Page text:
Oil palm (Elaeis guineensis) is a tropical perennial plant that provides most of the vegetable oil traded internationally. Although native to Africa, oil palm is grown throughout the humid tropics, and the largest producers are now in Southeast Asia. In many regions of cultivation, oil palm has been identified as a leading cause of deforestation and biodiversity loss. In Sierra Leone, oil palm grows wild in secondary forest and fallow land, as well as in plantations; research into its impact on biodiversity is limited. The effects of natural (wild) and plantation oil palm on the avifauna of southeastern Sierra Leone was examined. Over a two-year period, point-count surveys of birds were conducted on six occasions during the wet and dry seasons. Four plots were established in each of the six land-use types: Primary Forest, secondary forest, farm-bush with few oil palms, farm-bush with many oil palms, small plantations and larger plantations. Results from the study suggest that small-scale oil palm plantations, even under traditional low-intensity management, have a reduced avifauna compared to farm-bush. The difference between secondary forest and farm-bush is small, suggesting that traditional management of oil palm as a “non-timber forest product” is less detrimental to biodiversity.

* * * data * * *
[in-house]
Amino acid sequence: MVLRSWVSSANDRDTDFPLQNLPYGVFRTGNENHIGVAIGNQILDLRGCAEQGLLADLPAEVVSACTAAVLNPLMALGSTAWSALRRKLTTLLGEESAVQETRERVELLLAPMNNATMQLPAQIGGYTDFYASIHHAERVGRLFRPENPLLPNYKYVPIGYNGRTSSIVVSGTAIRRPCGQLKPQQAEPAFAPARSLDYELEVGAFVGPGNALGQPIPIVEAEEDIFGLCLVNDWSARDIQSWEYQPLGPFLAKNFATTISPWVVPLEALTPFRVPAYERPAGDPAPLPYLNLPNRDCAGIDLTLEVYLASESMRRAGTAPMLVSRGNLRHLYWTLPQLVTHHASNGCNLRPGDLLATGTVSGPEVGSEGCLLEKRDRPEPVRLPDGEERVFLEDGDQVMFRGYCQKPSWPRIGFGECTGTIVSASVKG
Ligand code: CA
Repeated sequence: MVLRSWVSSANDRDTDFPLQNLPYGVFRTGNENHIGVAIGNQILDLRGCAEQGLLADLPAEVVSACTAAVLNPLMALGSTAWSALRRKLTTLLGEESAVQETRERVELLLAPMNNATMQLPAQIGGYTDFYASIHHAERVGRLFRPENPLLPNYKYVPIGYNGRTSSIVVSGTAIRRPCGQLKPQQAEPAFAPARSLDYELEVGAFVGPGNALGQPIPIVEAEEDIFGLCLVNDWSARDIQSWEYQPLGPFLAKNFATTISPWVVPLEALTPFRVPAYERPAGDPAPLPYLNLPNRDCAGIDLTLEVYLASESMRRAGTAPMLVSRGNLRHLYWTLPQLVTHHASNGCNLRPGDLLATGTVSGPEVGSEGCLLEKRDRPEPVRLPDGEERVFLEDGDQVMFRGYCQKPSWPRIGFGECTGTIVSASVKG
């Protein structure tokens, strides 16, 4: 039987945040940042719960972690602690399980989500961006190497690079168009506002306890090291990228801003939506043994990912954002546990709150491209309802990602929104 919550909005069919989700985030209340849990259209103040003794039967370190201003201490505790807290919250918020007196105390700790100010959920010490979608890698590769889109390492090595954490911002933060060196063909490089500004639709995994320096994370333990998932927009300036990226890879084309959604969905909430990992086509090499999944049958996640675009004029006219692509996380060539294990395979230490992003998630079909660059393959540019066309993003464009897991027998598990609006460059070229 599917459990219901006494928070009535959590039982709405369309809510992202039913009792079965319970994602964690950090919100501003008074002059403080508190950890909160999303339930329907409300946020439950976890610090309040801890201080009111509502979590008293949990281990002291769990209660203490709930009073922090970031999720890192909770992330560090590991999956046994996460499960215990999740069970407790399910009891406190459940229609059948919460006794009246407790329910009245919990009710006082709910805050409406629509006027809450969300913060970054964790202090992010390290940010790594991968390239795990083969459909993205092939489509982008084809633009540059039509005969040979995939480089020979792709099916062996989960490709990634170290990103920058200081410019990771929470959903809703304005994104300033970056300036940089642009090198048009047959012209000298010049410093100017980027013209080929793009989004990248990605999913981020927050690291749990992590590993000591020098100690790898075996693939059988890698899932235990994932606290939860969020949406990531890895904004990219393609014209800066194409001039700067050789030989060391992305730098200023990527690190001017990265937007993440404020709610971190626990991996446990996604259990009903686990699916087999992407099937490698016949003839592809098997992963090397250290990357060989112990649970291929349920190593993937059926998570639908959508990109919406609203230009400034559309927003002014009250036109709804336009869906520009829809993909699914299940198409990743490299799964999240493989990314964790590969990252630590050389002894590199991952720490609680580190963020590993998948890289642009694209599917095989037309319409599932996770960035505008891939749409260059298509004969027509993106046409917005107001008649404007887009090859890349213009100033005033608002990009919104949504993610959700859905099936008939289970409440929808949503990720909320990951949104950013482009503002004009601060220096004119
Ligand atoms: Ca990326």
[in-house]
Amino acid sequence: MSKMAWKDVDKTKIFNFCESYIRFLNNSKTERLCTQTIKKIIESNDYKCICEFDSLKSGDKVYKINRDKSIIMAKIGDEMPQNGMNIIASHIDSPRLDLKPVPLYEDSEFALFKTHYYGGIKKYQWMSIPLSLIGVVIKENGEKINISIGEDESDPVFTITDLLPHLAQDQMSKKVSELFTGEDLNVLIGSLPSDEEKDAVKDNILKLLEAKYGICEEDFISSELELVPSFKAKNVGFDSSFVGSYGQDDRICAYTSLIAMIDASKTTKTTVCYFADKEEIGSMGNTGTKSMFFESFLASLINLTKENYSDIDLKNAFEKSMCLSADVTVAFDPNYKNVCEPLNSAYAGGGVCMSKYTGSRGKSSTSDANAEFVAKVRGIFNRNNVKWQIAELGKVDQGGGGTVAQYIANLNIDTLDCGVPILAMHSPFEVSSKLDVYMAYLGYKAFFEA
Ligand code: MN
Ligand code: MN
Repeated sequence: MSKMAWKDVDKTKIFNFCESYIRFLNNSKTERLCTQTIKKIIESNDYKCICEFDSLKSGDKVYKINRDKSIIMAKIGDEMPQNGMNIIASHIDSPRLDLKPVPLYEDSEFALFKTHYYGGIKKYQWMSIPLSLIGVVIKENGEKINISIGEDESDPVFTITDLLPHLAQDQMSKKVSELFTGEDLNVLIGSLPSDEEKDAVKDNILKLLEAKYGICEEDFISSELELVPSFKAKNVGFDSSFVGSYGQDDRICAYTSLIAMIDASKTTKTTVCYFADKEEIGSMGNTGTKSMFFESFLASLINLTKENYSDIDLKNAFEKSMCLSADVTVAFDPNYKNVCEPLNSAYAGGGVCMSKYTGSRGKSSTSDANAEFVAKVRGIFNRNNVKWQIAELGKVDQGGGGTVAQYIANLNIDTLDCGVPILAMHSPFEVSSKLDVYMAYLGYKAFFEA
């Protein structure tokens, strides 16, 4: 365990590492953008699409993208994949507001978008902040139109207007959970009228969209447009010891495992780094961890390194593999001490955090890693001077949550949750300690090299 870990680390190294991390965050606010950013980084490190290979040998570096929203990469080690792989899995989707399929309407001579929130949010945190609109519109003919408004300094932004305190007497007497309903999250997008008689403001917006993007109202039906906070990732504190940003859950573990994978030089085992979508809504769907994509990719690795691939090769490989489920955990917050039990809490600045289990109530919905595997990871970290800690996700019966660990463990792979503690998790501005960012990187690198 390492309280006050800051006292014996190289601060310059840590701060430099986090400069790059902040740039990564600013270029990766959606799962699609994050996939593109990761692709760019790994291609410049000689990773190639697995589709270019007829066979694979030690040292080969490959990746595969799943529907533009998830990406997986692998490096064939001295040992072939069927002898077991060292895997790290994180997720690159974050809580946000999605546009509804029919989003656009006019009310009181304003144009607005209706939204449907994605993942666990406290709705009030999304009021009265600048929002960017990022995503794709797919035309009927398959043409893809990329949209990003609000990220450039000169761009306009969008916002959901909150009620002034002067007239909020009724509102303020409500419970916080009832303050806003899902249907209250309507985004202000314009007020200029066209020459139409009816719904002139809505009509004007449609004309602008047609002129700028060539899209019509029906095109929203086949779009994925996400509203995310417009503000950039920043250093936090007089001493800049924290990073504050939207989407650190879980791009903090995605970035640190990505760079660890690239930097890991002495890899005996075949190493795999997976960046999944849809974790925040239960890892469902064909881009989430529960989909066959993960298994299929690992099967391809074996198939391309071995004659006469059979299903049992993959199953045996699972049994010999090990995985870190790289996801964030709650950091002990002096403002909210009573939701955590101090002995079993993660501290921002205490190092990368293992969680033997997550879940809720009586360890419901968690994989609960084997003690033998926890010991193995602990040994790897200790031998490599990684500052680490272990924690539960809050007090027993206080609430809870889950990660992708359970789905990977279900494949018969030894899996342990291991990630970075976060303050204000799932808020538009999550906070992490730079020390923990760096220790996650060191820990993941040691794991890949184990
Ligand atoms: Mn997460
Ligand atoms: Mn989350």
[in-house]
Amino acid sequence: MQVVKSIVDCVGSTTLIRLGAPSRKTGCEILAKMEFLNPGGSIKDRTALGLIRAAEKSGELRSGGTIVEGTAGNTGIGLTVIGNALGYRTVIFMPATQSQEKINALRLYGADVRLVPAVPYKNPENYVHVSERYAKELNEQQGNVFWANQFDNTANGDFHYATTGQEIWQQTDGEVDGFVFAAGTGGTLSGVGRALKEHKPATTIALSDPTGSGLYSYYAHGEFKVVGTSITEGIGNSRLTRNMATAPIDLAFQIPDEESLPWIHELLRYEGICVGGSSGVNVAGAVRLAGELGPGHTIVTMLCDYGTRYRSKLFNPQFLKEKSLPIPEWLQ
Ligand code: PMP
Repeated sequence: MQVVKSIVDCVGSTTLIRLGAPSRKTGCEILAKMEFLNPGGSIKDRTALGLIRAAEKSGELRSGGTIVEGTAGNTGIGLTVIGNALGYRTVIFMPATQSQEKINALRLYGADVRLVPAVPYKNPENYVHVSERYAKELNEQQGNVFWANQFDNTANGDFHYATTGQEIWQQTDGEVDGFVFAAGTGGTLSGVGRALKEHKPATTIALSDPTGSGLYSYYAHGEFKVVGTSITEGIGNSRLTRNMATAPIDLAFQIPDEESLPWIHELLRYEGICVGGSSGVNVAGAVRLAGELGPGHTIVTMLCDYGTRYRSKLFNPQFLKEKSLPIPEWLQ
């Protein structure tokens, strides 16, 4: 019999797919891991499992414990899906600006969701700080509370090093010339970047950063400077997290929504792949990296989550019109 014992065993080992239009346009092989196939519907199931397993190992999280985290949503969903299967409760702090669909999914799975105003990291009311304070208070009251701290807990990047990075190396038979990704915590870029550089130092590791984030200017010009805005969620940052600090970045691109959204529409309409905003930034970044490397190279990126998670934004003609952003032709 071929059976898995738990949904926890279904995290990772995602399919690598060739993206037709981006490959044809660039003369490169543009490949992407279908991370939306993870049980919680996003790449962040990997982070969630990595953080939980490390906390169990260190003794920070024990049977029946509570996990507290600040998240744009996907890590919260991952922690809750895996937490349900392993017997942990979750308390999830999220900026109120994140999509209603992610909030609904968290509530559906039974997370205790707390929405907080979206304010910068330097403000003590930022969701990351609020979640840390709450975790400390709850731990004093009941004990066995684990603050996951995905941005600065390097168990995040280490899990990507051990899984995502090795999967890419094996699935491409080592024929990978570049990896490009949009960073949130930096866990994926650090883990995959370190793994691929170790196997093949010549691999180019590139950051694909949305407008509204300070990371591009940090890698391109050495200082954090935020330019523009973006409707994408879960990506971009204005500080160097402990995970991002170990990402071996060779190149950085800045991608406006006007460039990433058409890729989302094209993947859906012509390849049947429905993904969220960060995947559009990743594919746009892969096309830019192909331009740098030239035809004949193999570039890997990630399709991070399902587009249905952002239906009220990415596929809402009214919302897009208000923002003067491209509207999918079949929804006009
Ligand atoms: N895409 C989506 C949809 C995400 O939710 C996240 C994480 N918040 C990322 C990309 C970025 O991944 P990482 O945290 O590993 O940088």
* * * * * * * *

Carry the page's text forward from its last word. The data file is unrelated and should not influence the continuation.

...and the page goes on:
Key words: Natural oil palm plantations, birds, biodiversity/conservation, farm bush.
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